We then are treated to an early, much wordier version of “Accidentally Like A Martyr”. It’s a bit more bitter and less sentimental, which would be the prevailing attitude in many more of his love-lost songs, but I’m kind of glad he went with the more sparse arrangement with the final album version. The song is also considerably faster in this demo version, and features some motown “hey hey hey”s at the end, which might have derailed the song in its slower arrangement. However, like with all the other demos, it’s great to hear how this stuff started out and what became of it.
It’s followed by a less-refined version of “Carmelita”, and then a very un-Zevon-like original called “I Used To Ride So High”. The latter doesn’t even sound like it’s sung by Warren for the most part, and it’s about 70% choruses, which would be a “thing” in Warren’s later albums, but still, it’s kind of a 70′s rock du jour song with falsetto to spare.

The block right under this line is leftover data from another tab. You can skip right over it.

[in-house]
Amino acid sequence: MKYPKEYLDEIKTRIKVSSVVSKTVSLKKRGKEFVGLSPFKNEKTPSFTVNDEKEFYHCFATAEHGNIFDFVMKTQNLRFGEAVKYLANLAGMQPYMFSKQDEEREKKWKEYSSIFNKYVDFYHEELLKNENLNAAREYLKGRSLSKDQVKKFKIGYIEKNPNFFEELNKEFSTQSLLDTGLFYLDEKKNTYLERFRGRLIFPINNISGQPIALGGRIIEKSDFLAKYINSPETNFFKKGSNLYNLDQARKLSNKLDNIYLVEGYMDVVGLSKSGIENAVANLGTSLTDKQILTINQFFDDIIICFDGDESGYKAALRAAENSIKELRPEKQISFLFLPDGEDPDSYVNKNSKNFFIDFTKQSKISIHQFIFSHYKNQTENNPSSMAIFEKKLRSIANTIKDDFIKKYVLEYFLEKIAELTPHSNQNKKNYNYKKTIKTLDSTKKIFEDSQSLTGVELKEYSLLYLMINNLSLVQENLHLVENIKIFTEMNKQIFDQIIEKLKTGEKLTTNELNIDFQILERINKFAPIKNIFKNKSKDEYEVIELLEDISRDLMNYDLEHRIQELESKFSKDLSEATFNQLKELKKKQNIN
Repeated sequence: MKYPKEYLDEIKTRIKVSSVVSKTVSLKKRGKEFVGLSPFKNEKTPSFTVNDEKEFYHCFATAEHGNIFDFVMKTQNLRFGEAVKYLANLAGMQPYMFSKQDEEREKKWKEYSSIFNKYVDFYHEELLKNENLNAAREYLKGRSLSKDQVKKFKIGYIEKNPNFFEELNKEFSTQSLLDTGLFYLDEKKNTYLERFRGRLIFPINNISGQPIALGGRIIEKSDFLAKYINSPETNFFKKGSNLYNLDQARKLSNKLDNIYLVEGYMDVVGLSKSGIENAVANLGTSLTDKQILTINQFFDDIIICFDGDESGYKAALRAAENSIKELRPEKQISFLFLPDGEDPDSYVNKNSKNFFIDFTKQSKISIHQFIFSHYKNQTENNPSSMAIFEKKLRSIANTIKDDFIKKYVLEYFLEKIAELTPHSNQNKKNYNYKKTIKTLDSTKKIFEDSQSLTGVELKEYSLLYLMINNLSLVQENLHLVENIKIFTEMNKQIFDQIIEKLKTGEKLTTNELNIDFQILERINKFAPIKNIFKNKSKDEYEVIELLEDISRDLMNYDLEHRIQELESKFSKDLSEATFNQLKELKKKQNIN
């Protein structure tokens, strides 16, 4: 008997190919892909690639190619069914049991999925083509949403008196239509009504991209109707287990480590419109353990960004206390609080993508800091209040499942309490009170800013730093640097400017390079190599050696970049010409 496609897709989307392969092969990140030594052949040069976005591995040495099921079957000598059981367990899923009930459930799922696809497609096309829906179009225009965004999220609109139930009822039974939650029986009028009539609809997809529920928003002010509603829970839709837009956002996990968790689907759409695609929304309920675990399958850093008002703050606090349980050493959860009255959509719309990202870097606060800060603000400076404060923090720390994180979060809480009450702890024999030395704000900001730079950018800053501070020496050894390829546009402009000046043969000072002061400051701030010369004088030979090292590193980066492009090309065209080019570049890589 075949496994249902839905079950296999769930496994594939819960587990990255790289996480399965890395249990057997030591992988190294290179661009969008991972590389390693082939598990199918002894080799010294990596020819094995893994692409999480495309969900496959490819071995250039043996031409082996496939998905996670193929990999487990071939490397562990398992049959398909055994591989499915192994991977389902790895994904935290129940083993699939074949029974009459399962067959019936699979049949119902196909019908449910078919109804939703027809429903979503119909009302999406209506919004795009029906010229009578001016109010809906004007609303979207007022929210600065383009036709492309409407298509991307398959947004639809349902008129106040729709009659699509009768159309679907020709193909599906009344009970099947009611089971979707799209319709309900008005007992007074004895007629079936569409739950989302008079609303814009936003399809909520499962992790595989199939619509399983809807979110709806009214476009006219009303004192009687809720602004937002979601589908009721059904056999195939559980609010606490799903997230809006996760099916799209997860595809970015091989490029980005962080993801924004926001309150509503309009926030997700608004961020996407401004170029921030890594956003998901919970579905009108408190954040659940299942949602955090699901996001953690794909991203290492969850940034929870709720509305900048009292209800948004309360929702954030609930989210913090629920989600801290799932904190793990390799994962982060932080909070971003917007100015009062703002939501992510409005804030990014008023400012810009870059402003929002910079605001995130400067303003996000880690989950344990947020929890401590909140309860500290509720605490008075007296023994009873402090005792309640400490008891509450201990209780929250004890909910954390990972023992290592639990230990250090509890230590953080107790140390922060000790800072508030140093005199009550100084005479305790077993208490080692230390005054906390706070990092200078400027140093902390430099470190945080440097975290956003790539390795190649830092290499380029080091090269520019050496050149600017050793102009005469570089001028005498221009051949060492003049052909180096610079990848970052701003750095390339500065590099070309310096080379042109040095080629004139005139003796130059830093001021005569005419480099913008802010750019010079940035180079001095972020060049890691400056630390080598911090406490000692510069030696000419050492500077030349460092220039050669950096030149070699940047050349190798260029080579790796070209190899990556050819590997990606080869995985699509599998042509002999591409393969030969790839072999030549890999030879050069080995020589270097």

We’re then treated to a bit of a country song called “Stop Rainin’ Lord”, which is just a good song all around, though I can see where it wouldn’t fit on all but the later of Zevon’s albums. It references a town called “Mechanicsburg” which I really hope is a real town.
“The Rosalita Beach Cafe” is a really good song about being stuck in a cafe with an impossible to pay off tab, even though the singer “has a million dollar bill and they won’t let me change it”. Pretty great all around, but probably didn’t make it onto the album because it is rather close, lyrically, to “Desperadoes Under The Eaves”, which is the next song, actually! I don’t care how raw this version sounds, I always love hearing this song.